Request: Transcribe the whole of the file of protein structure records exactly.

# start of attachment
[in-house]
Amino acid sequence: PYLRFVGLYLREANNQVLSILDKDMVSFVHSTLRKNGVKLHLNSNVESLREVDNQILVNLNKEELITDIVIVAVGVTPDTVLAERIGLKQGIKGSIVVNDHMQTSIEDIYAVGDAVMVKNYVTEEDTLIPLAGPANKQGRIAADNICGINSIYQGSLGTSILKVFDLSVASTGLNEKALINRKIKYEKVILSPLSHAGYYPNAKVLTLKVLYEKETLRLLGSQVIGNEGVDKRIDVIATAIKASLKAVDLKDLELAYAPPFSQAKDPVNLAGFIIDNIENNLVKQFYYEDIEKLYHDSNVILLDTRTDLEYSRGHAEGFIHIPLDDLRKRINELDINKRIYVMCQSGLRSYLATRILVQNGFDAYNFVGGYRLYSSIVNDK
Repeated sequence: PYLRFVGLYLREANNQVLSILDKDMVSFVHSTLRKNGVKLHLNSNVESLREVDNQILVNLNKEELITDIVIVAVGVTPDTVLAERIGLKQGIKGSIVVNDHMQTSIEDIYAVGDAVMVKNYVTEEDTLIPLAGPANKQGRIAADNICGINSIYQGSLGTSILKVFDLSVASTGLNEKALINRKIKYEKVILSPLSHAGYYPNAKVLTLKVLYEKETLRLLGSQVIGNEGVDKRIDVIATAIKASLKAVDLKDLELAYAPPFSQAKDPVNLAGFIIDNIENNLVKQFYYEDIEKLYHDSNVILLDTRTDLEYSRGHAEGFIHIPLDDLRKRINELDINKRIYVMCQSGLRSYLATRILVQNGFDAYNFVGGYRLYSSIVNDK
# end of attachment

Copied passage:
[in-house]
Amino acid sequence: PYLRFVGLYLREANNQVLSILDKDMVSFVHSTLRKNGVKLHLNSNVESLREVDNQILVNLNKEELITDIVIVAVGVTPDTVLAERIGLKQGIKGSIVVNDHMQTSIEDIYAVGDAVMVKNYVTEEDTLIPLAGPANKQGRIAADNICGINSIYQGSLGTSILKVFDLSVASTGLNEKALINRKIKYEKVILSPLSHAGYYPNAKVLTLKVLYEKETLRLLGSQVIGNEGVDKRIDVIATAIKASLKAVDLKDLELAYAPPFSQAKDPVNLAGFIIDNIENNLVKQFYYEDIEKLYHDSNVILLDTRTDLEYSRGHAEGFIHIPLDDLRKRINELDINKRIYVMCQSGLRSYLATRILVQNGFDAYNFVGGYRLYSSIVNDK
Repeated sequence: PYLRFVGLYLREANNQVLSILDKDMVSFVHSTLRKNGVKLHLNSNVESLREVDNQILVNLNKEELITDIVIVAVGVTPDTVLAERIGLKQGIKGSIVVNDHMQTSIEDIYAVGDAVMVKNYVTEEDTLIPLAGPANKQGRIAADNICGINSIYQGSLGTSILKVFDLSVASTGLNEKALINRKIKYEKVILSPLSHAGYYPNAKVLTLKVLYEKETLRLLGSQVIGNEGVDKRIDVIATAIKASLKAVDLKDLELAYAPPFSQAKDPVNLAGFIIDNIENNLVKQFYYEDIEKLYHDSNVILLDTRTDLEYSRGHAEGFIHIPLDDLRKRINELDINKRIYVMCQSGLRSYLATRILVQNGFDAYNFVGGYRLYSSIVNDK